THE Jeff Stoughton team is sticking together. And so too is the Kaitlyn Lawes foursome, at least for now.
They have good reason, of course. Stoughton will represent Manitoba at the Brier in Calgary, beginning Saturday, while Lawes and her Team Canada foursome will compete at the world juniors in Vancouver, starting today.
But beyond that, the annual revolving door that is Manitoba men's and women's curling is already spinning at a dizzying pace.
On the men's side, there are already two interesting new teams and a third that's being formed right now. Twenty-four-year-old skip Daley Peters is heading out on his own to form a new team with his father -- 1992 Brier champion Vic Peters.
The two Peters men have curled together before, but this configuration is interesting because the younger Peters is going to throw fourth rocks, while the elder will skip and throw third rocks. The new team is rounded out by two more youngsters in Marc Lacroix, most recently of the Dave Boehmer team, and Travis Taylor, who most recently curled with Terry McNamee.
Vic Peters has never thrown any rocks but the last ones and the new team also marks a parting of the ways with long-time second Chris Neufeld. "It will be fun," said Vic Peters. "Whether the young guys want to learn, we'll see."
Daley Peters acknowledged the opportunity to study under one of the best is certainly available.
"There's a lot of knowledge," the former Manitoba junior champion said, "in that old head of his."
Daley Peters became available when his former third, Jason Gunnlaugson, announced that he wanted to skip a team of his own next season. Gunnlaugson said Wednesday that he will continue to curl with long-time mates Tyler Forrest and Justin Richter -- the three played for several years with Reid Carruthers -- but the identity of the team's fourth player is still being determined. "I've played lots of third in my day," Gunnlaugson said, "and I really wanted to try at skip."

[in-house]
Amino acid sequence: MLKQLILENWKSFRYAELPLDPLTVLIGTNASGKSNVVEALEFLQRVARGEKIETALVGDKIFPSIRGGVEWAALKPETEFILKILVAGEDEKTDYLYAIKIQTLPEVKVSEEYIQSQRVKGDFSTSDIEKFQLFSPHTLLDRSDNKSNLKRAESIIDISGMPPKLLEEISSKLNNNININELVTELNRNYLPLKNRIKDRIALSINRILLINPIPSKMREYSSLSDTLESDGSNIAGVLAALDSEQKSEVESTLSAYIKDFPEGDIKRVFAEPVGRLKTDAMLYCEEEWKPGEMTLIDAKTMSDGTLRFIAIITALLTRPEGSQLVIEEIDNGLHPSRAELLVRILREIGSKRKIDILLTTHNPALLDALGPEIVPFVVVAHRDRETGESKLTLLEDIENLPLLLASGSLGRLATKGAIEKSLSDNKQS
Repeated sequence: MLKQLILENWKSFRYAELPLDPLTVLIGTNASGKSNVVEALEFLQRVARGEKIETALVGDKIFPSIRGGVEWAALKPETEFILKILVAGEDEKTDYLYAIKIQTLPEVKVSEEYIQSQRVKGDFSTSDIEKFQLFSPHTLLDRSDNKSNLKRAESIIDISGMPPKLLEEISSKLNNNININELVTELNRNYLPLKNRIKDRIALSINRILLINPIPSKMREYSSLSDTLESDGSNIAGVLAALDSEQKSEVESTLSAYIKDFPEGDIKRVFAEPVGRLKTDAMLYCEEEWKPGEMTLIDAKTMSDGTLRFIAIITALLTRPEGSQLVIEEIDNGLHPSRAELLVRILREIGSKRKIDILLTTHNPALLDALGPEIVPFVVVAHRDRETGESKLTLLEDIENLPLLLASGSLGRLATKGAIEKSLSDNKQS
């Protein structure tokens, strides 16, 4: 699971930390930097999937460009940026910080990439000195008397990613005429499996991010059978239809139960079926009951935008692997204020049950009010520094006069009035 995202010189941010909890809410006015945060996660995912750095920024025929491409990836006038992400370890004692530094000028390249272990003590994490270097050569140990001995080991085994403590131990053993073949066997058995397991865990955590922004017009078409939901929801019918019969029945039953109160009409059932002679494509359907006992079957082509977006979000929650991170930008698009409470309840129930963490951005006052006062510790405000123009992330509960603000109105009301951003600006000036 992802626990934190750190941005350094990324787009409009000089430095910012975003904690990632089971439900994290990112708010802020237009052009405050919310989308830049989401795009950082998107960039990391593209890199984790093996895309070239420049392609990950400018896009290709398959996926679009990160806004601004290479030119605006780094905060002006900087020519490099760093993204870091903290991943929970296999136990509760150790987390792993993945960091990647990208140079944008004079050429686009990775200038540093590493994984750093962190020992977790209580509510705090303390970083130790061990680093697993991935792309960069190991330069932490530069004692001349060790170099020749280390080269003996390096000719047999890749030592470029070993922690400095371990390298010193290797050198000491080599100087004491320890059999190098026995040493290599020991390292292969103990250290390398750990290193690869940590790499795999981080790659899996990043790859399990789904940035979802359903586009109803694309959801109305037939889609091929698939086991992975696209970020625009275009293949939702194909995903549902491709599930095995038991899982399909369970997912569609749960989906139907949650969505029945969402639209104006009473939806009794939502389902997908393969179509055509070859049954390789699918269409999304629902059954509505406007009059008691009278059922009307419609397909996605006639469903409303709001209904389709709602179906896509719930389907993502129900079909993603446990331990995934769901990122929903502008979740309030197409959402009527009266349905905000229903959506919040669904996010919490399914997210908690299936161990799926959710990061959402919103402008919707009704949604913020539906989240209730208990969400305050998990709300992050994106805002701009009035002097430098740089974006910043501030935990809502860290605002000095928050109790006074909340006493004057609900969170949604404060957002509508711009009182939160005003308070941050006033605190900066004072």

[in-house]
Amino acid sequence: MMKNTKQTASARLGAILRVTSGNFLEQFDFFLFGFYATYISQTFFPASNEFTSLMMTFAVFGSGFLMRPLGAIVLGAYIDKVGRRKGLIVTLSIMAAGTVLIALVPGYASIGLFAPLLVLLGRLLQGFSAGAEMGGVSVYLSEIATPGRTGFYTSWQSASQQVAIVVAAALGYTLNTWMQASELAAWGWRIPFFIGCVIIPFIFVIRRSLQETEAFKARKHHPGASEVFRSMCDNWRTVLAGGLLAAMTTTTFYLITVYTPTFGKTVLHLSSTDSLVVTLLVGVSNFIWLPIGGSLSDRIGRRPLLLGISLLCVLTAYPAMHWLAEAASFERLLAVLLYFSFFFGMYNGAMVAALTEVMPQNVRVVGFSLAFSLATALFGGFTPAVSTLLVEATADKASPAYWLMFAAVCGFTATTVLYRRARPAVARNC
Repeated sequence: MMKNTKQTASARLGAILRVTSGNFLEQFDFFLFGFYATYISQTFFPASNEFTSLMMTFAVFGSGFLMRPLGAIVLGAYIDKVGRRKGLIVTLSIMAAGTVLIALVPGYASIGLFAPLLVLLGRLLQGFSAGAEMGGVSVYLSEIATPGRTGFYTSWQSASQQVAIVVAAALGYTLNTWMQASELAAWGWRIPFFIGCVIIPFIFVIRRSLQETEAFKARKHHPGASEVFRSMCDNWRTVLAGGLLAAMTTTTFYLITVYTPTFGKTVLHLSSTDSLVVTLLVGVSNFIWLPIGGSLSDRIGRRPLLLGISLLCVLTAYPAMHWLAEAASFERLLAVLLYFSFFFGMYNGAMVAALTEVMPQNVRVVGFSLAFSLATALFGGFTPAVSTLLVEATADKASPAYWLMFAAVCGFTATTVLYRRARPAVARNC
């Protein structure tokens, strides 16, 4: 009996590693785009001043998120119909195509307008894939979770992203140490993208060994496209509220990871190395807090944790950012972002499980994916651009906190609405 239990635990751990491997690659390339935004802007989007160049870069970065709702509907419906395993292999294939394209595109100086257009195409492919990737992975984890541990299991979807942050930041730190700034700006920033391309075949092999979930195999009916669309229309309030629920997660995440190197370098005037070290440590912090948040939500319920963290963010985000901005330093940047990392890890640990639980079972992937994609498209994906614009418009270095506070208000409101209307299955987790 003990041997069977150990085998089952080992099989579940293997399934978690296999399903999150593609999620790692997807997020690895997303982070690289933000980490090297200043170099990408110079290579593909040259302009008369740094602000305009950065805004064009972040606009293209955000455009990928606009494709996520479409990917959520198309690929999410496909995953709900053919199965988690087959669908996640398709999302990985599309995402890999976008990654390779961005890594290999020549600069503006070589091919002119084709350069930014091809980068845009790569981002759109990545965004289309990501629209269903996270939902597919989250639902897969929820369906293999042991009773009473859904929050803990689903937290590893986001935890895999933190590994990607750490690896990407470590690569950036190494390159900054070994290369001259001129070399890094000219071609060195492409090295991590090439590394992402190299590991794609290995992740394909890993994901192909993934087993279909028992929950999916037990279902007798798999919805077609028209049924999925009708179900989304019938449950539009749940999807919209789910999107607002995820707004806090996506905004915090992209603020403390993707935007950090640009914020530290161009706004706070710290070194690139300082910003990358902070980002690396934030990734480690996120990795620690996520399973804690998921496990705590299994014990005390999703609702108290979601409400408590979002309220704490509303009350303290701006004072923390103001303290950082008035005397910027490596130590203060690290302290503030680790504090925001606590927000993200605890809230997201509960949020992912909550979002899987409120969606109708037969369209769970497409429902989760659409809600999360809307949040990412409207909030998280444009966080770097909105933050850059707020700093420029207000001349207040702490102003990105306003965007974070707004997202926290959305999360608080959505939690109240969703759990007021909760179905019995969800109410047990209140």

Carruthers, meanwhile, has recruited 1995 Canadian junior champ Chris Galbraith to curl with him next season after former third Dan Kammerlock, who also won a Manitoba title with Kerry Burtnyk in 2008, announced he was taking time off to finish his degree.
"We had a really good run," Carruthers said of his one-year stint with Kammerlock. The team made it all the way to the semifinal of the Manitoba men's curling championship last month in Selkirk before bowing to Burtnyk.
On the women's side, Karen Porritt, the runner-up to 2009 provincial champion Barb Spencer in Neepawa, has parted ways with her team and her old mates have now reconfigured with a new skip in Kristy Jenion.
Porritt, a single mother, said the time commitment involved in curling an ambitious cashspiel schedule had simply become too much, so she stepped away from the friends who helped take her all the way to the 2009 provincial final -- Alison Harvey, Susan Baleja and Janice Blair.
"I didn't want to travel," Porritt said Wednesday. "It's way too hard with the kids by myself." Porritt is hopeful of finding new teammates willing to curl a local schedule next year.
Jenion, a provincial runner-up and easily the best curler in Manitoba never to win a women's title, will slide in to take over for Porritt. "I got the message that we're all on the same page in terms of our goals and the time that we can put into it," said Jenion. "We're all committed to really giving this a shot."
Jenion's former teammates have gone their separate ways, with third Karen Klein already hooking up with Shauna Streich.
There is still no word on whether the Spencer team is staying together after a disastrous 2-9 run at last week's national Scotties Tournament of Hearts.